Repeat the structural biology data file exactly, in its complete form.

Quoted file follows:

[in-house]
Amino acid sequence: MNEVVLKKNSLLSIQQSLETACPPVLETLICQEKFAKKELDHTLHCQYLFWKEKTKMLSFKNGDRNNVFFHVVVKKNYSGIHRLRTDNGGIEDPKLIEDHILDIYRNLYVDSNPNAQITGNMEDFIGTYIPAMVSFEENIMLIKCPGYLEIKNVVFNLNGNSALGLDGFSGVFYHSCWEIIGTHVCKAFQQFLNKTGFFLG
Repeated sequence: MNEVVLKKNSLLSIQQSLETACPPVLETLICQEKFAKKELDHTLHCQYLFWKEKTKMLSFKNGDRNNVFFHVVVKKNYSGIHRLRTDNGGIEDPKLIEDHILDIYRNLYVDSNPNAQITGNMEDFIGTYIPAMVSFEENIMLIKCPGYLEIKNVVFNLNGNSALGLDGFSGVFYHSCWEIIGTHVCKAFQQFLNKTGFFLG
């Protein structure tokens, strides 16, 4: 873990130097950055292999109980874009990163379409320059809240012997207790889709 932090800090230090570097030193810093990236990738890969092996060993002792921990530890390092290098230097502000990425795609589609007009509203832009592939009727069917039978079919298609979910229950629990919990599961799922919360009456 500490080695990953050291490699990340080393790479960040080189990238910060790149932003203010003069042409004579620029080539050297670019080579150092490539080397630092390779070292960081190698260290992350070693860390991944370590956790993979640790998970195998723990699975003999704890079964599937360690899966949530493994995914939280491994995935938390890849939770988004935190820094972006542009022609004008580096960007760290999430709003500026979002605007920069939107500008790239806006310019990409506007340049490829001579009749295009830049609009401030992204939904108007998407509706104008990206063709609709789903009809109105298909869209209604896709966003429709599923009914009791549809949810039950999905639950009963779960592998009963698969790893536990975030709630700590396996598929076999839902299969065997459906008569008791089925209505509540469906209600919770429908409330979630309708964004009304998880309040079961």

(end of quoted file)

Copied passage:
[in-house]
Amino acid sequence: MNEVVLKKNSLLSIQQSLETACPPVLETLICQEKFAKKELDHTLHCQYLFWKEKTKMLSFKNGDRNNVFFHVVVKKNYSGIHRLRTDNGGIEDPKLIEDHILDIYRNLYVDSNPNAQITGNMEDFIGTYIPAMVSFEENIMLIKCPGYLEIKNVVFNLNGNSALGLDGFSGVFYHSCWEIIGTHVCKAFQQFLNKTGFFLG
Repeated sequence: MNEVVLKKNSLLSIQQSLETACPPVLETLICQEKFAKKELDHTLHCQYLFWKEKTKMLSFKNGDRNNVFFHVVVKKNYSGIHRLRTDNGGIEDPKLIEDHILDIYRNLYVDSNPNAQITGNMEDFIGTYIPAMVSFEENIMLIKCPGYLEIKNVVFNLNGNSALGLDGFSGVFYHSCWEIIGTHVCKAFQQFLNKTGFFLG
């Protein structure tokens, strides 16, 4: 873990130097950055292999109980874009990163379409320059809240012997207790889709 932090800090230090570097030193810093990236990738890969092996060993002792921990530890390092290098230097502000990425795609589609007009509203832009592939009727069917039978079919298609979910229950629990919990599961799922919360009456 500490080695990953050291490699990340080393790479960040080189990238910060790149932003203010003069042409004579620029080539050297670019080579150092490539080397630092390779070292960081190698260290992350070693860390991944370590956790993979640790998970195998723990699975003999704890079964599937360690899966949530493994995914939280491994995935938390890849939770988004935190820094972006542009022609004008580096960007760290999430709003500026979002605007920069939107500008790239806006310019990409506007340049490829001579009749295009830049609009401030992204939904108007998407509706104008990206063709609709789903009809109105298909869209209604896709966003429709599923009914009791549809949810039950999905639950009963779960592998009963698969790893536990975030709630700590396996598929076999839902299969065997459906008569008791089925209505509540469906209600919770429908409330979630309708964004009304998880309040079961």